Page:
A newly-minted millionaire sought entry into an exclusive society club. When the secretary asked for his net worth, he proudly replied, “$13,403, 374.” The crisp response was not long in coming. “If you're still counting”, said the secretary, “you need not bother with our club.”

Shortly before the Israelites departed Sinai, G‑d instructed Moses to take a census. The total number of men between the ages of 20 and 60 was 603,550. Considering the youth, women and elderly not included, this was a rather impressive count. But perhaps not impressive enough...

Quoting the verse, “And the Israelites will number like the sand of the sea that cannot be measured or counted,” the Talmud points to an apparent contradiction. The beginning of the verse suggests that the Jews will be counted, but at the same time, they will be too numerous to count. The Talmud resolves the contradiction by explaining that when Jews obey the will of G‑d, they are too numerous to count, but when they don't, their numbers dwindle until they become subject to enumeration.1

That the Jews were countable before they departed Sinai suggests that they were tainted by sin. Indeed, the census was ordered some nine months after the Jews worshiped the Golden Calf, and though their sin had been pardoned, their numbers had not yet recovered.

Our sages taught that G‑d counted the Jews to show His love for them,2 but as it turned out, the census actually highlighted their shame. Why, then, were they counted at all?

Another relevant question: Of the entire nation, the only tribe not to worship the Calf was that of Levi. Yet rather than being too numerous to count, this tribe was actually smaller than the others. Whereas the others numbered between 30 and 50,000 men, the Levites numbered barely 20,000. How do we explain this?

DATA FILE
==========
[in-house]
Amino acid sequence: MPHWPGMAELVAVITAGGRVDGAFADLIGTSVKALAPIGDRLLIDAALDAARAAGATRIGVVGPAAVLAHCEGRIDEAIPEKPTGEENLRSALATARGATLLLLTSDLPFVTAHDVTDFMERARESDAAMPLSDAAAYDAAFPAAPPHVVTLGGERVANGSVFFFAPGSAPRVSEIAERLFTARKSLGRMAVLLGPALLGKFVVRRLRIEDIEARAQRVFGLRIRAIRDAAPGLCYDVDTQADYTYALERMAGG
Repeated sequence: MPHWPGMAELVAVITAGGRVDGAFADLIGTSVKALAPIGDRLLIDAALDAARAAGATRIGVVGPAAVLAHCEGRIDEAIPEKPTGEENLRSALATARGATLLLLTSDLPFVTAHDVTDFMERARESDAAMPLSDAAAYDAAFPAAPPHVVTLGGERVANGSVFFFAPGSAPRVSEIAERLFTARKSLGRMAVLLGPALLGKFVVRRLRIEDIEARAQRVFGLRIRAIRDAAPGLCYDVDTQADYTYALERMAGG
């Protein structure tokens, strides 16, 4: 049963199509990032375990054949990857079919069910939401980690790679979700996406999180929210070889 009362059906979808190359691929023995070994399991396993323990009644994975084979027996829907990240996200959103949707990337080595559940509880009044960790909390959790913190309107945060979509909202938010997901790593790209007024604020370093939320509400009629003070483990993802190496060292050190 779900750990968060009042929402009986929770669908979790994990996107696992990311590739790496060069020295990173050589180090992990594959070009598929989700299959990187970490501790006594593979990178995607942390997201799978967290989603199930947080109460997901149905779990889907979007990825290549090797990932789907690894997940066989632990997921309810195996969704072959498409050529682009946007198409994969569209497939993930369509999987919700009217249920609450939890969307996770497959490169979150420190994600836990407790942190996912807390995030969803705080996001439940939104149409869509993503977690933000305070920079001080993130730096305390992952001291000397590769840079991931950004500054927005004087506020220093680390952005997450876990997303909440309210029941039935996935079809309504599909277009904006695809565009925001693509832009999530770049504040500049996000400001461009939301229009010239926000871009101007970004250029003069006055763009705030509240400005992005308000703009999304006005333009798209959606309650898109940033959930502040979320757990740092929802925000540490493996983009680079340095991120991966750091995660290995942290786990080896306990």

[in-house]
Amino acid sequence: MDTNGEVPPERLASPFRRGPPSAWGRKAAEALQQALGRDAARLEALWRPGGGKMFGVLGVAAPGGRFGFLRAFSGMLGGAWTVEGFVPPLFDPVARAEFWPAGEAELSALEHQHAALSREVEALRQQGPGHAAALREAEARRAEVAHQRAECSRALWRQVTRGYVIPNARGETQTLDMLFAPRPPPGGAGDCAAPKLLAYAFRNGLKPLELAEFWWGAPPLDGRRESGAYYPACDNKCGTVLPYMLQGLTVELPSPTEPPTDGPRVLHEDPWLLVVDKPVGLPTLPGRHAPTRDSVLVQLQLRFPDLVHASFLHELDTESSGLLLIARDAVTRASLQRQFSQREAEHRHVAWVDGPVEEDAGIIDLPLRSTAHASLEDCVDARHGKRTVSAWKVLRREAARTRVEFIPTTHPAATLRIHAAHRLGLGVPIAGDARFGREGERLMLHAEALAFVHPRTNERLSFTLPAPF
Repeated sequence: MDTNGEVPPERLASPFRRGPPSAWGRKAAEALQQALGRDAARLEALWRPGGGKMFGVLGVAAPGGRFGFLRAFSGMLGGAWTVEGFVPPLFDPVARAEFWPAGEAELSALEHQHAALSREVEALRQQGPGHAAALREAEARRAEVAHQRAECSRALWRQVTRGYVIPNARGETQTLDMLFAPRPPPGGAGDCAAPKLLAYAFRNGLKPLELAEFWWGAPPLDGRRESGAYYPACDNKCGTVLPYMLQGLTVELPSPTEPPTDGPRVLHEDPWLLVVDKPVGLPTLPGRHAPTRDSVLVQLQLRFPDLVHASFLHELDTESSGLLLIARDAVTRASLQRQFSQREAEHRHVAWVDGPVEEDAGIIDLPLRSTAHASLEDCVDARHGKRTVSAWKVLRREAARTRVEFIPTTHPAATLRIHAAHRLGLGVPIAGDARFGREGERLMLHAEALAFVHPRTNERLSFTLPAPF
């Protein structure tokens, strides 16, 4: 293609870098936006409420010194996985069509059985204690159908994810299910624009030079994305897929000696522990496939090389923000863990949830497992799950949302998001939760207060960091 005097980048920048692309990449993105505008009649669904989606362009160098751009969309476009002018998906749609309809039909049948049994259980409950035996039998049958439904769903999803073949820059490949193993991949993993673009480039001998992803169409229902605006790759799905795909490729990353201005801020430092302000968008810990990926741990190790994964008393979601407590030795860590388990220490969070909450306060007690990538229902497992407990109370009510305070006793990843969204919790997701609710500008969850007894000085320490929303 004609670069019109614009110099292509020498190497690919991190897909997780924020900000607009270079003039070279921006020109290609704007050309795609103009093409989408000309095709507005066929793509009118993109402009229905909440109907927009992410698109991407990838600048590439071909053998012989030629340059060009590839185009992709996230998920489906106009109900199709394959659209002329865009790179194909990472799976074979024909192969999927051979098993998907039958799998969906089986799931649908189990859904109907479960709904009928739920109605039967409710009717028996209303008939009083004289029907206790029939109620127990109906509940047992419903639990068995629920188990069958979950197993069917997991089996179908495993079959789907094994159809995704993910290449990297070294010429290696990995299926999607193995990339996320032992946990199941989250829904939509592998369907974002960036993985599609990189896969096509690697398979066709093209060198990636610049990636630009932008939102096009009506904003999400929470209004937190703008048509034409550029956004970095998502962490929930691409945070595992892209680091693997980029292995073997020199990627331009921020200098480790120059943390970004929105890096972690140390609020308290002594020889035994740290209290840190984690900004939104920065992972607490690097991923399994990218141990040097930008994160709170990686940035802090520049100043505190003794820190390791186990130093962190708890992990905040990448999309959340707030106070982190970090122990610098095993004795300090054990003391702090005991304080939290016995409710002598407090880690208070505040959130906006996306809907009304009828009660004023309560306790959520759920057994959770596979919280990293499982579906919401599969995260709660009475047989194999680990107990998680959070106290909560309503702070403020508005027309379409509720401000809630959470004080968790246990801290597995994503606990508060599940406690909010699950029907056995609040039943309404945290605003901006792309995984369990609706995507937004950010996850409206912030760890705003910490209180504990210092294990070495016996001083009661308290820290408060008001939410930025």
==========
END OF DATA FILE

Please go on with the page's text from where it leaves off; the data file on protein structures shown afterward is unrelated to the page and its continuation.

To Count Alone

G‑d specifically instructed Moses not to count the tribe of Levi “among the Israelites,” and our sages explained that, “it is fitting that the royal legion be counted alone.”3

The simple explanation of this statement is that the “royal legion” ought to be counted alone, rather than among former sinners. But one of the early chassidic masters offered a different and fascinating interpretation.4

The Talmud relates that G‑d said to the Jews, “Just as you have made me into a single entity, as it states, ‘Hear O' Israel, G‑d is our L‑rd, G‑d is one,’ so shall I make you into a single entity, as it states, ‘Who is like your nation Israel, one nation in the land.’”5 The message here is that the oneness of the Jewish nation is akin to G‑d's oneness.6

When we say G‑d is “one,” we don't mean that He is the first or the best, as is often implied by the number. We mean that He is the only one, and there are no others. In a sense, G‑d is beyond enumeration. “One” is within the milieu of numbers; it is countable. If there is one, it could be followed by a second, and even if there is no second, it would be a matter of fact, not definition.

G‑d's oneness is different. There is no second because, by definition, there cannot be a second; His unity is absolute. In fact, there is no point in even assigning a number to Him. Numbers are assigned to finite things because finite things end at some point and leave space for others to exist. G‑d fills all space and leaves no space for anything else. If anything else exists, it is only by virtue of G‑d's existence. As our sages said, “G‑d is the space of the world; the world is not His space.”7 G‑d is not the first, neither is G‑d the best. G‑d is the only one. A single entity; He stands alone.